Seriously, is there anything more uncomfortable than feeling like you dont fit in? If youre anything like me, you might have a few issues with the way you look, even if others dont. And sitting in an overly ornate dining room where everything is crisp and just-so can feel stifling.
Who can enjoy soup in an environment like that?
Thats why I love cozy spots like Caffe Pranzo. Its nice, but not pretentious. Everybody is just there for a good meal.
The starter menu has plenty of appetizing options, including baked green-shell mussels ($7.99) and salmon sliders ($7.99), but the best of the best are the bruschetta ($7.29) and the French onion soup (cup $3.19/bowl $4.19).
Nowhere else in the metro will you find bruschetta this good. Each slice of toasted bread is crisp and chewy with a powerful, delectable pesto on top. Add in plenty of tomatoes and fresh basil, and youve got an appetizer that Id gladly eat as a meal. When Im hankering for a taste of spring in the depths of winter, Caffe Pranzos bruschetta is my first stop.
I love French onion soup, especially when it is done simply. Caffe Pranzo doesnt go overboard with the cheese. It doesnt give you a big pile to dig through before you find piping hot soup. Its all about enjoying the elements in concert, and this is a great example. A little bread, a little broth, a bit of cheese and some melt-in-yourmouth tender onions. Delightful.
If youre there for lunch and you want something portable, some tasty sandwiches are on the menu. The grilled portobello mushroom ($7.19) is nice and light. Pranzo marinates and grills the mushrooms, then stacks on the lettuce, red onion, tomatoes and provolone. The sandwich is topped with a pesto mayonnaise that I would probably use to replace all other mayo, given the opportunity.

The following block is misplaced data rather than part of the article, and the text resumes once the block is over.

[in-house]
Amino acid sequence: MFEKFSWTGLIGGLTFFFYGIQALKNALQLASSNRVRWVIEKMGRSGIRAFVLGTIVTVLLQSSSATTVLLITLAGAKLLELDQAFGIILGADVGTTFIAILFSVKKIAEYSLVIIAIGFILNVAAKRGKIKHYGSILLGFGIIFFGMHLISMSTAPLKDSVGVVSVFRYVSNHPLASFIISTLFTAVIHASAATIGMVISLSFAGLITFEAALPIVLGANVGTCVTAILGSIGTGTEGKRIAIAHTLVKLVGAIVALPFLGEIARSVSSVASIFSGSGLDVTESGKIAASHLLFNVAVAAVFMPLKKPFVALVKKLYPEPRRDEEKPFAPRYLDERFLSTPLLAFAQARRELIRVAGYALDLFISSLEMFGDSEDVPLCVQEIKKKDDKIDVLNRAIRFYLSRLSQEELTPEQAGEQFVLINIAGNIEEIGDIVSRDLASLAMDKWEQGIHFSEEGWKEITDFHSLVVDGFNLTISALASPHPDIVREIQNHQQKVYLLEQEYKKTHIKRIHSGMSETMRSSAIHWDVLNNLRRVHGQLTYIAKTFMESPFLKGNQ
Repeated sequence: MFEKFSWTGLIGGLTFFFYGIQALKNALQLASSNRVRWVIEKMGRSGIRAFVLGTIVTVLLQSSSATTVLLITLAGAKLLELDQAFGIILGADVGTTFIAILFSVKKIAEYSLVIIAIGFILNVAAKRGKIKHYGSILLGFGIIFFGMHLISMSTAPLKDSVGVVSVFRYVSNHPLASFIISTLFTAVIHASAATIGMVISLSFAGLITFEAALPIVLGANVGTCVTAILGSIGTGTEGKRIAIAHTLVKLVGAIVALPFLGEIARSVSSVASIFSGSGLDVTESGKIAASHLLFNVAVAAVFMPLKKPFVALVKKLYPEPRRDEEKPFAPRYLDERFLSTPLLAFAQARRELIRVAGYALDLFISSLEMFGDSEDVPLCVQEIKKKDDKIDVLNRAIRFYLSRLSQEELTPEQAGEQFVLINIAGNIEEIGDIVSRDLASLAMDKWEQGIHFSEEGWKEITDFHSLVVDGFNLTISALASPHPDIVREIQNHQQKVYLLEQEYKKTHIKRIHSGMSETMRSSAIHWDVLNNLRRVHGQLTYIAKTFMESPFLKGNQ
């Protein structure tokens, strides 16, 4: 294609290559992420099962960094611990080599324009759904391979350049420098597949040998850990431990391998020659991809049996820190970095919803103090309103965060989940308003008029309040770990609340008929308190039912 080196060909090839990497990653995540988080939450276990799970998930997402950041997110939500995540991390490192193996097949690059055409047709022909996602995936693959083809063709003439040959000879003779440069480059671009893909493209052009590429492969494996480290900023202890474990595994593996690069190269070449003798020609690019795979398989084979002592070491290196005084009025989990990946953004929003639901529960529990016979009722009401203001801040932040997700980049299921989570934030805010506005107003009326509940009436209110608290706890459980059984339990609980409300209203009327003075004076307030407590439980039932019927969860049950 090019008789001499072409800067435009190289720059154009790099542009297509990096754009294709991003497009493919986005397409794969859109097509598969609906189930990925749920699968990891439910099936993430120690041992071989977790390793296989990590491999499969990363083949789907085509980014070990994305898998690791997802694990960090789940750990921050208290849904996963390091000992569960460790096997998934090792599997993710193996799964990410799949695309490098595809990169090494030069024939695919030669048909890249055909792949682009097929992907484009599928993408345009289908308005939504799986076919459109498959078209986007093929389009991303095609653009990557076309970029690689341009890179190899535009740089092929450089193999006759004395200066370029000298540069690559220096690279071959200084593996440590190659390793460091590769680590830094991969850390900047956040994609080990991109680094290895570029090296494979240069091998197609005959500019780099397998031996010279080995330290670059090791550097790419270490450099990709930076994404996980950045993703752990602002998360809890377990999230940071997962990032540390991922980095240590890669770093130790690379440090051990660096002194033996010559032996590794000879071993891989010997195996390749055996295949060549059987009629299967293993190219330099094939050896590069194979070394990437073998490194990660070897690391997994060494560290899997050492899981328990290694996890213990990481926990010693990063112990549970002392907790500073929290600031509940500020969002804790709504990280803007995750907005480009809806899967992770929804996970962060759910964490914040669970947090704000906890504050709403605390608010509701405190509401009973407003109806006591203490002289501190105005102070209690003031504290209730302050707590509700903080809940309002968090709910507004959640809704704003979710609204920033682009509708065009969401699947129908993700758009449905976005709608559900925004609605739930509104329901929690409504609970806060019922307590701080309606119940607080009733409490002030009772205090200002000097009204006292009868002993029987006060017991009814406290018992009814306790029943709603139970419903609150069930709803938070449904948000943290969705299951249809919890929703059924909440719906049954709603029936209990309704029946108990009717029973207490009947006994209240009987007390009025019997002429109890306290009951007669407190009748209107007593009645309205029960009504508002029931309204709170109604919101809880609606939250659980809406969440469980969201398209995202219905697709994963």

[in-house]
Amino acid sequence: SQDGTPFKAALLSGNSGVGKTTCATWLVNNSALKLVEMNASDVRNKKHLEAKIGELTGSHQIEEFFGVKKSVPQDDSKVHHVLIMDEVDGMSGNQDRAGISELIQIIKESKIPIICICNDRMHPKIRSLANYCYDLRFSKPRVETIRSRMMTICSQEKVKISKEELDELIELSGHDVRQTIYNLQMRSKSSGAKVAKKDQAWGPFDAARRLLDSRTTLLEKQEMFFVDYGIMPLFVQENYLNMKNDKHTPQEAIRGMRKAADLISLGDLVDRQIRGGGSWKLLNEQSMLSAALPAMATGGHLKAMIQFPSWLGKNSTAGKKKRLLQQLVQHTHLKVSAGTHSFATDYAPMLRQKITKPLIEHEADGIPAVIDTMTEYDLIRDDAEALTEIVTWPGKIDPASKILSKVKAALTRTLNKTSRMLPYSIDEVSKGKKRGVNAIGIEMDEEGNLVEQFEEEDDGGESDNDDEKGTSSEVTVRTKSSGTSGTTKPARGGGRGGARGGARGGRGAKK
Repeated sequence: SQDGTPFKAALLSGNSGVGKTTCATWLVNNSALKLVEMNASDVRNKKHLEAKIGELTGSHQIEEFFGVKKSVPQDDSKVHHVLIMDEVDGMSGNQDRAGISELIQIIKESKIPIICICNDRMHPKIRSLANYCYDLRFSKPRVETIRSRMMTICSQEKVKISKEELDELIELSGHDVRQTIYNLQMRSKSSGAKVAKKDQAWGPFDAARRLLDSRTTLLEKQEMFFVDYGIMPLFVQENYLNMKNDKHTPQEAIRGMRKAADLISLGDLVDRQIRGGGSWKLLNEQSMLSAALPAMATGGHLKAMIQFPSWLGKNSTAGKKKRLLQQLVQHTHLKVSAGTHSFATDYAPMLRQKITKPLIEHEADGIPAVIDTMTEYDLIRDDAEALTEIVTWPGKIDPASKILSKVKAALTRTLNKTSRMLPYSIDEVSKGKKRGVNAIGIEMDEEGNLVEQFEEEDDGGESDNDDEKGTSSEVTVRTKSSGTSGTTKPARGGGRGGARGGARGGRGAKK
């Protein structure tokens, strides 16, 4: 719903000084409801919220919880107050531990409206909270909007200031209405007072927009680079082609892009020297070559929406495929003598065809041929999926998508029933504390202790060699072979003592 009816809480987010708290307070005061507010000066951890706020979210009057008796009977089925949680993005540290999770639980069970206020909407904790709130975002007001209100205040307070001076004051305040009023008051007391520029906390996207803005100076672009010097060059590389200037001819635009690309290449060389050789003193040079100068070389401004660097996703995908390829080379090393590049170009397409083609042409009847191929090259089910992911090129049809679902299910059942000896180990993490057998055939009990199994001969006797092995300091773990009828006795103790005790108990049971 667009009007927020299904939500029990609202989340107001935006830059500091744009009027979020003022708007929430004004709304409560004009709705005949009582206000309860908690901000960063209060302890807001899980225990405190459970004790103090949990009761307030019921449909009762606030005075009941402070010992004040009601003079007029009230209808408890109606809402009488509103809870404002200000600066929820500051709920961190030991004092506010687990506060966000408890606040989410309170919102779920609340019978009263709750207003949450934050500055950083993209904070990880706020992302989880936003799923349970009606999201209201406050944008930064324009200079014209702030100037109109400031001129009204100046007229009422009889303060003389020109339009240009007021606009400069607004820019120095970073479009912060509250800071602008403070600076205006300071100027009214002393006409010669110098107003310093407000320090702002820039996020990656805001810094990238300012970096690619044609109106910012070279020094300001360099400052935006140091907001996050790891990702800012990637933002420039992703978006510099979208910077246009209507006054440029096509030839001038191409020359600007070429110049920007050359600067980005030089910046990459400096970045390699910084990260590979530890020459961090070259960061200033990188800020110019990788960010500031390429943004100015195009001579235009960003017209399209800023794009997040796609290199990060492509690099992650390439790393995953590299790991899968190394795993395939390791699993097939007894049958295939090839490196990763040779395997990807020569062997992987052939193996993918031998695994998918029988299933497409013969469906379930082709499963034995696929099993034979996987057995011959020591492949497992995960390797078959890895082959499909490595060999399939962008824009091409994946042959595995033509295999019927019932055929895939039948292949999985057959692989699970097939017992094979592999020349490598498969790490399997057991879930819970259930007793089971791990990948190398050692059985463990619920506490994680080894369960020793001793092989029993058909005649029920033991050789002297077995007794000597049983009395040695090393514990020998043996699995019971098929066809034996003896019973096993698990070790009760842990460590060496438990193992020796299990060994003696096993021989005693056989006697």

But if youre not in a hurry, then I urge you to sit, stay ... good boy. One of my favorite dishes is the simplest linguine with garlic butter ($4.49
lunch/$8.79 dinner). The chefs cook fresh garlic in butter and then toss the whole mess with al dente linguine. A little Parmesan on top, or maybe some fresh black pepper, and youve got an outstanding meal.
Still, for some its not a meal until theres meat, which is why theres lasagna ($11.89). Pranzos version combines two meats, with meat sauce and Italian sausage between sheets of pasta, mozzarella and provolone. Its a classic for a reason.
I was not so taken with the chicken and portobello mushroom risotto ($17.99), but Im not sure why. I thought the risotto was cooked perfectly creamy, with a little texture. But the dish just didnt hit right.
For a crowd pleaser (especially for those of you with kids), the brick oven pizzas hit the spot. I had the sausage and peppers pie ($8.99), but you can also build your own ($7.99 plus toppings).
If you have room for dessert, and thats kind of a big if, Caffe Pranzo has a few options. Ive tried the tiramisu ($6.39) and found it a sweet and tangy alternative to some other local tiramisus. But if youre looking for a taste of New York in Oklahoma City, get the cheesecake ($6.99), which comes from the Carnegie Deli, a beloved Manhattan icon, and is big enough to share.
Yes, sometimes its nice to have crisp, white tablecloths and a waiter in a tuxedo and a pencil-thin mustache in a grand ballroom of some sort. But nine times out of 10, Id much rather go someplace that combines attention to detail and a casual, laid-back charm. Caffe Pranzo fits the bill (without giving you a very big bill) every time.
Oklahoma Gazettes restaurant review policy is to highlight the positive aspects, and include constructive criticism regarding food, ambience or service when appropriate.